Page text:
Async limit


When using @async is there a way to limit the number of processes/queries being run at the same time?

Thank you
Kind regards

It is reasonable to use a semaphore for this, as described here for threads:

I have also seen a Channel used as a adhoc semaphore.
Which is marginally faster since it is not having to take out locks etc.
but probably not worth the loss of clarity for code.
Plus using a semaphore frees you to change from tasks to threads later.
(threads are just tasks without the sticky bit set)

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I recommend using “worker pool” pattern I described in a quick tutorial Concurrency patterns for controlled parallelisms (discussion) which is just a simple wrapper around a channel and tasks.

Semaphore may be useful for simple things sometimes but lock and lock-like constructs often yield non-composable and hard-to-read code. “Don’t communicate by sharing memory, share memory by communicating.” is one of very practical Go Proverbs. Since a lot of good practical ideas in concurrency are developed in Go, I think it’d be useful to steal some patterns from Go. Some of them are discussed in my tutorial I linked above.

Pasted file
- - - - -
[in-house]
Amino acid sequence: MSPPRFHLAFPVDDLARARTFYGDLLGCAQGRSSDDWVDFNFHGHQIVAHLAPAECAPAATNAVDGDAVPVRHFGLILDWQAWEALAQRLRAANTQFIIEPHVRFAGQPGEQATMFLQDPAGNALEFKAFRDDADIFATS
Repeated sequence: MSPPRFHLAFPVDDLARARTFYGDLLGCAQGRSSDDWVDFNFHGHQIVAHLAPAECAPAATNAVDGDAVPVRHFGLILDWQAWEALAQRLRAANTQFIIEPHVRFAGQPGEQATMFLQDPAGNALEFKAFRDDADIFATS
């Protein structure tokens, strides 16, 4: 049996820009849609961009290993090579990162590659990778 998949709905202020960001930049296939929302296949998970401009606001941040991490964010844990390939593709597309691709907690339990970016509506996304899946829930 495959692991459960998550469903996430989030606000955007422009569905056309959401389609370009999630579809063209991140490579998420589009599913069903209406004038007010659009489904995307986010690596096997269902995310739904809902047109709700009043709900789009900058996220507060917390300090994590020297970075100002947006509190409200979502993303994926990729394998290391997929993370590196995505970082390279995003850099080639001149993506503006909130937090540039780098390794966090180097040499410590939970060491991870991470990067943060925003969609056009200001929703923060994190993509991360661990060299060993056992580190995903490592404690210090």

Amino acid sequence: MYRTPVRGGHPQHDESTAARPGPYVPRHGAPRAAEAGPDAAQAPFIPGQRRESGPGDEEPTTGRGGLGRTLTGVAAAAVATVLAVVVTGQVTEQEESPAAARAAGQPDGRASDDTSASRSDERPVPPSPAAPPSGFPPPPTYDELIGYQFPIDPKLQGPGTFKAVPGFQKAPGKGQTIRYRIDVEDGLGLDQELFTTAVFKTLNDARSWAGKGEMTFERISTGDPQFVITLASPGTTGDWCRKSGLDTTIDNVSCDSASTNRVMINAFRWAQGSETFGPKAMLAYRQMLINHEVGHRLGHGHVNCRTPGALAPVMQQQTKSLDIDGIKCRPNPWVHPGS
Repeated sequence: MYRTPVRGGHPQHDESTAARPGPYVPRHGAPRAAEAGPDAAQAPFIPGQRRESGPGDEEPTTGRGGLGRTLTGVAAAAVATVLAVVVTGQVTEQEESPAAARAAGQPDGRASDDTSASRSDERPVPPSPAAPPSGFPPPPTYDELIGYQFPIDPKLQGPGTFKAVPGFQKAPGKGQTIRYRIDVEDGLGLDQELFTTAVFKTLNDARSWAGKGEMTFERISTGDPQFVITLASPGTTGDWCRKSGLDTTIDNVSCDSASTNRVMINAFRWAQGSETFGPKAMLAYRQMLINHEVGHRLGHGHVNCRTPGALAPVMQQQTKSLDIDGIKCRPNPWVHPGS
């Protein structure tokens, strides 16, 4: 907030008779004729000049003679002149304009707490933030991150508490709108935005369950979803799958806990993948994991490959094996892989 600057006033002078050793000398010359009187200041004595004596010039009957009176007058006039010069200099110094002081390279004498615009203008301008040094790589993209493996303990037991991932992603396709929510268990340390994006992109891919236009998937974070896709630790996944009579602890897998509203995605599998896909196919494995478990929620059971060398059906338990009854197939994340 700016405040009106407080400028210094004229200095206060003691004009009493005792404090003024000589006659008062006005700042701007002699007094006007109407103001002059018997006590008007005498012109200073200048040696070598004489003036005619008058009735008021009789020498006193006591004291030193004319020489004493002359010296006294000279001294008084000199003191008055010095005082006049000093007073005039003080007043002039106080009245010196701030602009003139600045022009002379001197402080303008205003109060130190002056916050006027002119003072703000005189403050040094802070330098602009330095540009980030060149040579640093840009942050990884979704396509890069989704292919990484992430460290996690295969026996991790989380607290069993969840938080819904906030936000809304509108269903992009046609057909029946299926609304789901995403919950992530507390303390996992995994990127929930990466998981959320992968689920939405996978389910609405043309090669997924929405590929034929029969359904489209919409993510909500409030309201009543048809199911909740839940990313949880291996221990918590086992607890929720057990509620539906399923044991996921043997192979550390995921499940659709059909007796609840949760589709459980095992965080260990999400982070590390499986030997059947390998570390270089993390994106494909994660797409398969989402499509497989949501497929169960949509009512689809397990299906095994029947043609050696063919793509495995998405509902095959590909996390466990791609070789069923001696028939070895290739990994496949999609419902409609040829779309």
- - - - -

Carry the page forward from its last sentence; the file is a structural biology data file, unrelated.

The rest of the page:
It is also a waste of resource to allocate tasks and then limit how many of them can run. It is usually much cleaner to match the bound and the number of tasks in the first place, in terms of performance and code structure.

Channel uses lock internally.

A nitpick: There’s no way in Julia to “change tasks to threads.” There is no language-level API to create an OS thread. The only thing you can do is to create a task which comes with two flavors:

  • A task scheduled with Threads.@spawn can be executed by arbitrary worker threads.
  • A task scheduled with @async uses the same worker thread as the parent task.

(I’m sure you already know this since you are mentioning the “sticky bit.” This is rather for avoiding confusion of other readers.)


So they do.
This was not the case in 1.2, it was changed in 1.3.
Makes sense, we started taking multithreading seriously in 1.3,
but I thought that the Base.Channel didn’t have a lock, and only the Base.Threads.Channel had a lock; but no: Base.Threads.Channel === Base.Channel

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